Children’s play is more than just fun, it’s a chance to learn and grow together

Children’s play is more than meets the eye. To watch young children at play is to witness the spectrum of human emotions and interpersonal transactions: excitement, imaginativeness, concentration, exploration, collaboration, negotiation, frustration, conflict, disappointment and relational repair.

Adults tend to equate children’s play with their own leisure activities, which are usually seen as something extra, but not essential—the dessert, but not the meal. This perspective is debatable, since play can improve adults’ physical and mental health. But play is especially important for children, as it is an essential element of healthy development.

Play contributes to all aspects of children’s development—social, emotional, physical, cognitive and spiritual—in ways that formal instruction cannot inspire.

It may be surprising to learn that play supports the development of literacy and early concepts of numbers. When a child uses a LEGO block as if it were a phone, that child is showing an understanding that things can represent other things: a block can stand in for a phone, a crayon can stand in for a spoon to feed the baby doll. Letters and numbers are also symbols, so early play with symbols is preparation for recognizing and working with letters and numbers. Young children also love playing with materials like sand, water, Play-Doh and dirt. Manipulating and pouring these substances helps children learn early science and math concepts, such as the properties of dry and wet, weight and volume.

But play offers children even more than the opportunity to master specific skills or learn specific concepts. Through play, children learn about themselves, their culture and the world around them. They begin to develop capacities to manage their behavior and big feelings, to gain a sense of confidence and competence, and to solve problems by experimenting with objects and with ways of being with others. These are important skills that they will need when they enter school.

Play also gives children a chance to work with their anxieties and to deal with difficult experiences. The monster that you draw, for example, can be faced better than the one you imagine and keep to yourself in your mind. When we adults are paying attention, we can learn a lot through children’s play about what worries them and how they are making sense of their experiences. If all that play did was to give children pleasure, it would be worth creating much space in their days to play. In fact though, play confers so many opportunities.

Here are some ideas for playing with your baby, toddler or preschooler:

How to play with your baby

  • Close contact
  • Give the baby your full attention
  • Sing-songy, repetitive voice: Talk, Talk Talk!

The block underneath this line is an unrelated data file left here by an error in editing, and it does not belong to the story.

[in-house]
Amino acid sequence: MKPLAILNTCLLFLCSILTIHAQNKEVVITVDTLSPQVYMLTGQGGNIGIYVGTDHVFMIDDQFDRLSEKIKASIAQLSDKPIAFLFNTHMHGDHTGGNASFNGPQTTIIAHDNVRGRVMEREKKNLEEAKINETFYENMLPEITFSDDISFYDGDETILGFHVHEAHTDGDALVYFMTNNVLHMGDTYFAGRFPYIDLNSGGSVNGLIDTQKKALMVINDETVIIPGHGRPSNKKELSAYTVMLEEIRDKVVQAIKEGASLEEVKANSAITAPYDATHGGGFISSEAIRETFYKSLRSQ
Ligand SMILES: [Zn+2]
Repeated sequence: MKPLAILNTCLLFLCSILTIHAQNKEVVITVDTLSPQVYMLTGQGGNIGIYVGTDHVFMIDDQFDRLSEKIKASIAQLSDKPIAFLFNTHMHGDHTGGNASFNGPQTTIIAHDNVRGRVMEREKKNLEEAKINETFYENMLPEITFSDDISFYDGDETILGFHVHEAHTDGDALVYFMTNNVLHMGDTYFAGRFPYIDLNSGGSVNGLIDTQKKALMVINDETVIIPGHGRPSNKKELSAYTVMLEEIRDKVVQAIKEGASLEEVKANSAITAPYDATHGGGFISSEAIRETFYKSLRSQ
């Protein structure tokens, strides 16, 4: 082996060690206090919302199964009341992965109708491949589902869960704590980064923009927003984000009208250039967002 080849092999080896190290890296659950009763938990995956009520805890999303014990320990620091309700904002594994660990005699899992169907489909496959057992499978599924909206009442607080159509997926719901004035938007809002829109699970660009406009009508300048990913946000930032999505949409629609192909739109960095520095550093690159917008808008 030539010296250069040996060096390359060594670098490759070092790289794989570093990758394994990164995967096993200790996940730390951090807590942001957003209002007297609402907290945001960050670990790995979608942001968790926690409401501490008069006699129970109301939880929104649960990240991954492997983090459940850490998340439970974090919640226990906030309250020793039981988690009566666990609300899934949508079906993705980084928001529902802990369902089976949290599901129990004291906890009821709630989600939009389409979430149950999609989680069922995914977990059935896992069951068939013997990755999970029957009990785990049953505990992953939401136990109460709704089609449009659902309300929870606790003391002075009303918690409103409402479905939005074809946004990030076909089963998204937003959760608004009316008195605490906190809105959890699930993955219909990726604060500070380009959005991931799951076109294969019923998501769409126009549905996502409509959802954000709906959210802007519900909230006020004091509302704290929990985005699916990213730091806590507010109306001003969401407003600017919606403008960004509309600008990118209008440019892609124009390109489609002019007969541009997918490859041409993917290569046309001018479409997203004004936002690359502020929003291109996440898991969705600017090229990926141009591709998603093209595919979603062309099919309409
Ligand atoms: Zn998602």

• Imitate the baby’s sounds, coos, “raspberries”— back and forth, “serve and return” interactions help build communication skills
  • Show interesting objects for the baby to look at and track
  • With baby on their back, gently rotate their legs in a “bicycle” motion
  • Share simple books, being sure to let the baby touch or hold the book if they like
  • Pay attention to the baby’s cues that they need a break

Infants may show they need a break from the excitement of play with signals such as turning their head away, closing their eyes, getting fussy, arching their backs, hiccupping or falling asleep. Take a break. They’ll be back!

How to play with your toddler or preschooler

  • Give your child your full attention
  • Get on the floor with your child
  • Let your child choose the toys that interest them and move on to a different toy as they wish
  • Follow their lead in play (there’s no need to remind your child that Batman doesn’t “actually” have heat vision—let them use their imagination)
  • Go along with their ideas, rather than correcting their accuracy
  • Try not to “help” until your child has given something a good try and seems open to help. Persistence is good, but “just enough help” to move forward is useful in preventing too much frustration.
  • Take off the “teacher hat” and just have fun
  • Pay attention to your toddler or preschooler’s cues that they need a break

Toddlers and preschoolers may tell us with words that they are “all done” playing, or they may show us with their behavior. They may whine or become frustrated or lose their attention and walk away. Sometimes, we can entice them to return to play by showing them something different about a toy or playing with it in a different way. Sometimes, we accept that playtime is over for now.

All content in this article, including any advice or commentary from Southwest Human Development staff and/or others, should be considered an opinion and is provided for informational purposes only. The content is not intended to be a substitute for medical or other professional advice, diagnosis or treatment.  Always seek the direct advice of your own trusted professional with any questions or concerns you may have regarding the child/ren in your care.  Southwest Human Development does not recommend or endorse any specific tests, products, procedures or other information that may be mentioned in this article.  You may contact Southwest Human Development’s Birth to Five Helpline at 1-877-705-KIDS (5437) to speak with one of our early childhood professionals for personalized assistance.  Birth to Five Helpline specialists are available Monday through Friday from 8 a.m. to 8 p.m.